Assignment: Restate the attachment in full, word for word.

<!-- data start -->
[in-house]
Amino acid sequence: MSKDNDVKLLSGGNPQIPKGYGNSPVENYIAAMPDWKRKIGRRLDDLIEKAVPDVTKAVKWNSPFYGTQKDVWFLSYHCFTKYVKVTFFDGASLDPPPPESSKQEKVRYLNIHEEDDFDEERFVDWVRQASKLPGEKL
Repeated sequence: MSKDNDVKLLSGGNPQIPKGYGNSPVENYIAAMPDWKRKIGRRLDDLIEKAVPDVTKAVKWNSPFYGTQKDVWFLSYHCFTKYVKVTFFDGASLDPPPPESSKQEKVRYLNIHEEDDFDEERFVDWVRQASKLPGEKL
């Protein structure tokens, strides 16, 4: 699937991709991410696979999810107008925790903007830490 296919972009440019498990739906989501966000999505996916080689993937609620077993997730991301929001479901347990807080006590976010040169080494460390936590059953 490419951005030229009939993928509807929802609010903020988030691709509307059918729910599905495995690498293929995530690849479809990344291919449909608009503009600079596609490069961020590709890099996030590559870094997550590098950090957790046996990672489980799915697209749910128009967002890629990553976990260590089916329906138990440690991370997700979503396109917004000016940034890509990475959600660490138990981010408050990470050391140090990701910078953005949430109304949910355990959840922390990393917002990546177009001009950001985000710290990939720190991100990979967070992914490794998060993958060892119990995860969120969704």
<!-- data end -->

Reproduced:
[in-house]
Amino acid sequence: MSKDNDVKLLSGGNPQIPKGYGNSPVENYIAAMPDWKRKIGRRLDDLIEKAVPDVTKAVKWNSPFYGTQKDVWFLSYHCFTKYVKVTFFDGASLDPPPPESSKQEKVRYLNIHEEDDFDEERFVDWVRQASKLPGEKL
Repeated sequence: MSKDNDVKLLSGGNPQIPKGYGNSPVENYIAAMPDWKRKIGRRLDDLIEKAVPDVTKAVKWNSPFYGTQKDVWFLSYHCFTKYVKVTFFDGASLDPPPPESSKQEKVRYLNIHEEDDFDEERFVDWVRQASKLPGEKL
């Protein structure tokens, strides 16, 4: 699937991709991410696979999810107008925790903007830490 296919972009440019498990739906989501966000999505996916080689993937609620077993997730991301929001479901347990807080006590976010040169080494460390936590059953 490419951005030229009939993928509807929802609010903020988030691709509307059918729910599905495995690498293929995530690849479809990344291919449909608009503009600079596609490069961020590709890099996030590559870094997550590098950090957790046996990672489980799915697209749910128009967002890629990553976990260590089916329906138990440690991370997700979503396109917004000016940034890509990475959600660490138990981010408050990470050391140090990701910078953005949430109304949910355990959840922390990393917002990546177009001009950001985000710290990939720190991100990979967070992914490794998060993958060892119990995860969120969704």